This article describes the generation and diagnosis of thread dumps in the ColdFusion 10 Server configuration with the built-in Tomcat server. It contains specific examples to show which threads are important, and which you can ignore.

The diagnosis information in the article is also useful for ColdFusion 10 J2EE versions running on WebLogic, IBM WebSphere, and other supported J2EE platforms. For generating thread dumps on these platforms, see the vendor-specific documentation.

There are several tools available to developers to help diagnose performance problems or unresponsive systems. Some of the techniques vary slightly from one operating system to another. It's necessary that developers know of these diagnostic aids to help themselves and technical support quickly get to the root cause.

Terminology

It's important to use the correct terminology when describing and diagnosing server problems. For example, crashes and hangs are terms often used interchangeably to describe system (application server) state. However, they are different and could require slightly different methods to diagnose. Following are some common terms and their definitions.

Crash

The ColdFusion server process stops running/disappears (either the coldfusion.exe or the weblogic/websphere server process). Java itself has crashed and there could be a hotspot log (hs*.log) to help diagnose the problem.

Hung

The ColdFusion server is unresponsive. ColdFusion (the coldfusion.exe/Windows process) still appears in task manager and doesn't appear to be taking high CPU. But, it is also not serving any new pages ("ps -ef" command [Unix/Linux]).

Spinning

The ColdFusion process is taking high CPU resources (approaching 100%). On Windows 2 CPU systems, CPU usage for coldfusion.exe takes 50%.

Thread Dump

A list of all running Java threads in a ColdFusion server. For Tomcat-based systems, "simultaneous request" threads in thread dumps are prefixed with either ajp-bio-[port]-exec-nn (External Web Server) or catalina-exec-nn (Internal Web Server). Some others are scheduler-nn, jndi-nn, skimmer-nn.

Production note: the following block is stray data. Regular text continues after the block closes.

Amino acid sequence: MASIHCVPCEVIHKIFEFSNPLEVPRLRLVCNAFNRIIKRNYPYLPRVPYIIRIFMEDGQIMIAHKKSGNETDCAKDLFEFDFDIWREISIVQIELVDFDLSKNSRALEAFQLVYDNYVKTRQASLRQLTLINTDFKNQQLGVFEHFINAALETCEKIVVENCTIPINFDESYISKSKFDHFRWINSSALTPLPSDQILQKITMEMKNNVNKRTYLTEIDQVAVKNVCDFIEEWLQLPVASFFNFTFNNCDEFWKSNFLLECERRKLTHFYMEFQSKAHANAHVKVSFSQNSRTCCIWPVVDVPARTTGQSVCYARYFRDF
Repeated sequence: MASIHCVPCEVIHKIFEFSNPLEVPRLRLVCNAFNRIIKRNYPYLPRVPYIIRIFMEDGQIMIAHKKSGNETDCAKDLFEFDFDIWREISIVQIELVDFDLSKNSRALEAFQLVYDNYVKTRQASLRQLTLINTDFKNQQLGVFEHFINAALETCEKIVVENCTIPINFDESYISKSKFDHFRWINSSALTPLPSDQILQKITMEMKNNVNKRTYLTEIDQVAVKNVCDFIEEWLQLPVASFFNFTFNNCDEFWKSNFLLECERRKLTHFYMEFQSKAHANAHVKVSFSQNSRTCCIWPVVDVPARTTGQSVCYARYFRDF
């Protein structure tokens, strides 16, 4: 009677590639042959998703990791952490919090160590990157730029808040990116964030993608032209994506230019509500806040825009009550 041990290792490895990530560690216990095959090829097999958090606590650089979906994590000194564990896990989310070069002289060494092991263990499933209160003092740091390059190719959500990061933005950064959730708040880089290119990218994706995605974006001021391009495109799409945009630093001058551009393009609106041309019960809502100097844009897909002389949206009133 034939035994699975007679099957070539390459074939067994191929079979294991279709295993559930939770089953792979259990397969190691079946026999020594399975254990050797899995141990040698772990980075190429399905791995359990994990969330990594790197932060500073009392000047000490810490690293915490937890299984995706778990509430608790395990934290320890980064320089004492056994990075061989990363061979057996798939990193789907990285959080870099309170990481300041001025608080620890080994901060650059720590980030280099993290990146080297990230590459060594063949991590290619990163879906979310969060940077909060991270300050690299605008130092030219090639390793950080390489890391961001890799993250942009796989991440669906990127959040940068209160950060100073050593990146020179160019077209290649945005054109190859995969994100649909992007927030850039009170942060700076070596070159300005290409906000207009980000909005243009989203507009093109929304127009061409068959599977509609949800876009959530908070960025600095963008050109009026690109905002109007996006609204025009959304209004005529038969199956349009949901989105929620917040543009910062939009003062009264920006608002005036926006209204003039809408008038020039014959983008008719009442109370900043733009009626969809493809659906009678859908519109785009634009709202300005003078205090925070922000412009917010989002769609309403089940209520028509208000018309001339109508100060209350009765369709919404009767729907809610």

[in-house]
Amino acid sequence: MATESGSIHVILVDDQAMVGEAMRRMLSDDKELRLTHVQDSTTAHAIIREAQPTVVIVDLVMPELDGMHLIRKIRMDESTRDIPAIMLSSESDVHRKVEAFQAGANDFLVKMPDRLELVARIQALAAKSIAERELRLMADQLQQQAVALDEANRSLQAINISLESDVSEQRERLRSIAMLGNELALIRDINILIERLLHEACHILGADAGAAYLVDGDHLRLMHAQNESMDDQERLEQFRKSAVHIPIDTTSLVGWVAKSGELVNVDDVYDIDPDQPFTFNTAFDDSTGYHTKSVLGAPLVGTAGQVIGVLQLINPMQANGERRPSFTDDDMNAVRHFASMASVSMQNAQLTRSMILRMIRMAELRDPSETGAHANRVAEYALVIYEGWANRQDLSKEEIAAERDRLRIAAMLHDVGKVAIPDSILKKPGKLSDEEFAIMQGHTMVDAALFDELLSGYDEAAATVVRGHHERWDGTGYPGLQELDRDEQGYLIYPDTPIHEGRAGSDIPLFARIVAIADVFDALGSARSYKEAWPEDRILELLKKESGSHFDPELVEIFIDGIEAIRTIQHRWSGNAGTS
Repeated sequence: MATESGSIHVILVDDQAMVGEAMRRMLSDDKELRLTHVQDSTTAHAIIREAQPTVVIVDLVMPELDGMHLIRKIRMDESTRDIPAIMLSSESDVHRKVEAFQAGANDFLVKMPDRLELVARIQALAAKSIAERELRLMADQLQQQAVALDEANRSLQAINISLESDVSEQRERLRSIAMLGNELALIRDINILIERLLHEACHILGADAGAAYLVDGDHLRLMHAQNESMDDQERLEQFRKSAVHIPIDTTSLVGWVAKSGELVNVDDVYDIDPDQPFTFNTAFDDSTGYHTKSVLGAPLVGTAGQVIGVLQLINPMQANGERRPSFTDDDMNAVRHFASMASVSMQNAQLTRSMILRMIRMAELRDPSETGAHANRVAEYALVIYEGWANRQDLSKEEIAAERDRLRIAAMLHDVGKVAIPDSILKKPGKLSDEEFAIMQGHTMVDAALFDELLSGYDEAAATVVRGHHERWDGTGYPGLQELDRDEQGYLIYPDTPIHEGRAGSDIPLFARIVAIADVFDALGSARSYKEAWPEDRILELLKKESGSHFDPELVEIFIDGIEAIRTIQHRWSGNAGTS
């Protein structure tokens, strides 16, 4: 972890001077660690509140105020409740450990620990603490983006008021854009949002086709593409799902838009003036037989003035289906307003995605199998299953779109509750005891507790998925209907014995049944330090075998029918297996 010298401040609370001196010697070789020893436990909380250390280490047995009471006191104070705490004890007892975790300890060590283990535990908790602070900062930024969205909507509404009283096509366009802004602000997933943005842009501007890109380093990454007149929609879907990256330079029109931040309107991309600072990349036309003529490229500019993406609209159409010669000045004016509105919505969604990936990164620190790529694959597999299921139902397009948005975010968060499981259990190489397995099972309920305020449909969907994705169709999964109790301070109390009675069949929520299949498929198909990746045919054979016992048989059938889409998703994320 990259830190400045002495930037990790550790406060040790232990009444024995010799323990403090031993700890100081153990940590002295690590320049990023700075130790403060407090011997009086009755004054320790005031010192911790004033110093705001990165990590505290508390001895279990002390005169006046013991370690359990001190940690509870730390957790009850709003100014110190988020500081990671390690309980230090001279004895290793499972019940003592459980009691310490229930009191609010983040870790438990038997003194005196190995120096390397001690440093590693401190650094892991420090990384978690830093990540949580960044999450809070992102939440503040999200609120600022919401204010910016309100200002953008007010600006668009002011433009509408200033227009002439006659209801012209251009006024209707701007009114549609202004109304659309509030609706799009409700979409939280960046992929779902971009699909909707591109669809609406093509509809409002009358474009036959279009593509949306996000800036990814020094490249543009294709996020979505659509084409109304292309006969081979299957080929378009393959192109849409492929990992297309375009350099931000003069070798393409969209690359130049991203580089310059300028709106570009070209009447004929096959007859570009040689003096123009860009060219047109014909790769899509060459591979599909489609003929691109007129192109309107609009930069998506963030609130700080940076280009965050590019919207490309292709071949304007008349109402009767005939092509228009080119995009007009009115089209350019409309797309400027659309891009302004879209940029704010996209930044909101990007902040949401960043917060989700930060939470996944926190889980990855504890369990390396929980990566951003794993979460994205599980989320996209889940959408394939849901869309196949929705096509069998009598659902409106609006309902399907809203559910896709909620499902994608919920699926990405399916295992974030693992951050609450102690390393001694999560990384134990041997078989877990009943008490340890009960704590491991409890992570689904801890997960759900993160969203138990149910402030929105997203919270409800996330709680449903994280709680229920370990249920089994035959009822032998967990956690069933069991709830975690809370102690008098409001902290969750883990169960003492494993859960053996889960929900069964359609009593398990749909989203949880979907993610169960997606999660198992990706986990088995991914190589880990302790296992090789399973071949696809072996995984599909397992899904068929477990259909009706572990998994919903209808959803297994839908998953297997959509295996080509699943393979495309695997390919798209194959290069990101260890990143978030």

Stack Trace

An individual thread's execution stack (snapshot) that contains the call stack at the time the thread dump was taken. Or, when an exception was thrown (where the stack is found in the ColdFusion log files, such as exception.log). Some use the terms "stack trace" and "thread dump" interchangeably. However, they are not the same (even though some Sun docs use them interchangeably).

Also review ColdFusion logs (application.log, server.log, exception.log, and so on) to help diagnose problems along with using thread dumps.

Upgrade the ColdFusion server to the latest supported patches

Before attempting to debug problems, check the ColdFusion support site for the latest hot fixes and updaters for ColdFusion 10. It's best to run the latest version and patches.

Generate a full thread dump

Follow the steps below to capture a full thread dump when the system is in an unresponsive state. Each full thread dump is a snapshot of every thread in the system at that moment in time.

Windows (any configuration): When running as a Windows service (Recommended)

(Requires the process "log on" parameters with system-level privileges.)

  1. On the Log On tab of the ColdFusion 10 Application Server Windows service, select Allow Service to Interact with Desktop.

    For example: ColdFusion 10 Application Server.

    When the service starts, a DOS window labeled coldfusion.exe opens.

  2. When you are having performance problems or ColdFusion appears to be unresponsive, get a thread dump to see where the underlying problem is. To trigger the thread dump capture, set focus to the DOS window by clicking the title bar a few times. Then, press Control+[Pause|Break]. ColdFusion prints a full thread dump to the file [servername]-out.log.

    BE CAREFUL: Some users on the first try press Control+C by habit and kill the ColdFusion process. The [Pause|Break] key is typically in the upper-right area of the keyboard next to the Scroll Lock key. Also, make sure that Task Manager isn't running in front, and taking focus of the DOS window.